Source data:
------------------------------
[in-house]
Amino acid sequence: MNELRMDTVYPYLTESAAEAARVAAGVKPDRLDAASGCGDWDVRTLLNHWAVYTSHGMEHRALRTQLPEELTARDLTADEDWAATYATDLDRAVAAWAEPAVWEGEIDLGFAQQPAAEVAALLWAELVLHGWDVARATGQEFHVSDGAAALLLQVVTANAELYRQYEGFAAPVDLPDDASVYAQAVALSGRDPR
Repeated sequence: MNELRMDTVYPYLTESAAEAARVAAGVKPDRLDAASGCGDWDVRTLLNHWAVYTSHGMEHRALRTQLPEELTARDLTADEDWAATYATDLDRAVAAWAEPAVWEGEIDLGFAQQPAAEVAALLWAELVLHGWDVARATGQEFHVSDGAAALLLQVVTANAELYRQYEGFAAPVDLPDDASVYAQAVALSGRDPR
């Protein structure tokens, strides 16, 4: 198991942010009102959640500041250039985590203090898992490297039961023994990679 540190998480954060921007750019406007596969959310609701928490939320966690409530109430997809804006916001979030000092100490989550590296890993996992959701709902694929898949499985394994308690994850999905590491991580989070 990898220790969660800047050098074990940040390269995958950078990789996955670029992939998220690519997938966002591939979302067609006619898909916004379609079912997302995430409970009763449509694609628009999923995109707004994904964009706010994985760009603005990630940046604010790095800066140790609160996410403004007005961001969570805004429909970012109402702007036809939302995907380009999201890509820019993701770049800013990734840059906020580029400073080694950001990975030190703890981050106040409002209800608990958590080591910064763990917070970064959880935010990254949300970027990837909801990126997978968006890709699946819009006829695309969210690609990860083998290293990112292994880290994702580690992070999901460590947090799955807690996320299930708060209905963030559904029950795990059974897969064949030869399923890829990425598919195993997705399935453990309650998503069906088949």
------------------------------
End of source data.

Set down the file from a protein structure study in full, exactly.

[in-house]
Amino acid sequence: MNELRMDTVYPYLTESAAEAARVAAGVKPDRLDAASGCGDWDVRTLLNHWAVYTSHGMEHRALRTQLPEELTARDLTADEDWAATYATDLDRAVAAWAEPAVWEGEIDLGFAQQPAAEVAALLWAELVLHGWDVARATGQEFHVSDGAAALLLQVVTANAELYRQYEGFAAPVDLPDDASVYAQAVALSGRDPR
Repeated sequence: MNELRMDTVYPYLTESAAEAARVAAGVKPDRLDAASGCGDWDVRTLLNHWAVYTSHGMEHRALRTQLPEELTARDLTADEDWAATYATDLDRAVAAWAEPAVWEGEIDLGFAQQPAAEVAALLWAELVLHGWDVARATGQEFHVSDGAAALLLQVVTANAELYRQYEGFAAPVDLPDDASVYAQAVALSGRDPR
């Protein structure tokens, strides 16, 4: 198991942010009102959640500041250039985590203090898992490297039961023994990679 540190998480954060921007750019406007596969959310609701928490939320966690409530109430997809804006916001979030000092100490989550590296890993996992959701709902694929898949499985394994308690994850999905590491991580989070 990898220790969660800047050098074990940040390269995958950078990789996955670029992939998220690519997938966002591939979302067609006619898909916004379609079912997302995430409970009763449509694609628009999923995109707004994904964009706010994985760009603005990630940046604010790095800066140790609160996410403004007005961001969570805004429909970012109402702007036809939302995907380009999201890509820019993701770049800013990734840059906020580029400073080694950001990975030190703890981050106040409002209800608990958590080591910064763990917070970064959880935010990254949300970027990837909801990126997978968006890709699946819009006829695309969210690609990860083998290293990112292994880290994702580690992070999901460590947090799955807690996320299930708060209905963030559904029950795990059974897969064949030869399923890829990425598919195993997705399935453990309650998503069906088949």